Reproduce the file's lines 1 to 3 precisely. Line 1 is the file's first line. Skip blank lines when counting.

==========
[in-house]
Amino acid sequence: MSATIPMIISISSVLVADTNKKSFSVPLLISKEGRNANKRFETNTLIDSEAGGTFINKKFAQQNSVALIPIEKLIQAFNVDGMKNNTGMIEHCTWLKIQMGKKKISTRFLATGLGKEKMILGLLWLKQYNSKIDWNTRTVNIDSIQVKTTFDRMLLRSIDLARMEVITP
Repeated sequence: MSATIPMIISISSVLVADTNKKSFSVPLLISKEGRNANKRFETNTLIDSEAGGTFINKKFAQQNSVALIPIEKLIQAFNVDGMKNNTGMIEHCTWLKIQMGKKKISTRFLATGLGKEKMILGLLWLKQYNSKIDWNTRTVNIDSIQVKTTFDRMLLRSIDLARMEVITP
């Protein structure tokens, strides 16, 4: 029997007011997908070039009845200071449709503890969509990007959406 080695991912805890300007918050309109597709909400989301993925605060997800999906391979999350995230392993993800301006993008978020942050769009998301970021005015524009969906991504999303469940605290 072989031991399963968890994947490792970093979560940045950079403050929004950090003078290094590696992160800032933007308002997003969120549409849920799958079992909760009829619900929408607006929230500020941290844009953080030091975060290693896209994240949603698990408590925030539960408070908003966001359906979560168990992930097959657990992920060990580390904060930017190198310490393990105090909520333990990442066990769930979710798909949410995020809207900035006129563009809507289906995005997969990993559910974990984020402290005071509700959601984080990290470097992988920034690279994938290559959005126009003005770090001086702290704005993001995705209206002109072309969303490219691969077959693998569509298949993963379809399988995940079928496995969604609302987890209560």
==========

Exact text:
[in-house]
Amino acid sequence: MSATIPMIISISSVLVADTNKKSFSVPLLISKEGRNANKRFETNTLIDSEAGGTFINKKFAQQNSVALIPIEKLIQAFNVDGMKNNTGMIEHCTWLKIQMGKKKISTRFLATGLGKEKMILGLLWLKQYNSKIDWNTRTVNIDSIQVKTTFDRMLLRSIDLARMEVITP
Repeated sequence: MSATIPMIISISSVLVADTNKKSFSVPLLISKEGRNANKRFETNTLIDSEAGGTFINKKFAQQNSVALIPIEKLIQAFNVDGMKNNTGMIEHCTWLKIQMGKKKISTRFLATGLGKEKMILGLLWLKQYNSKIDWNTRTVNIDSIQVKTTFDRMLLRSIDLARMEVITP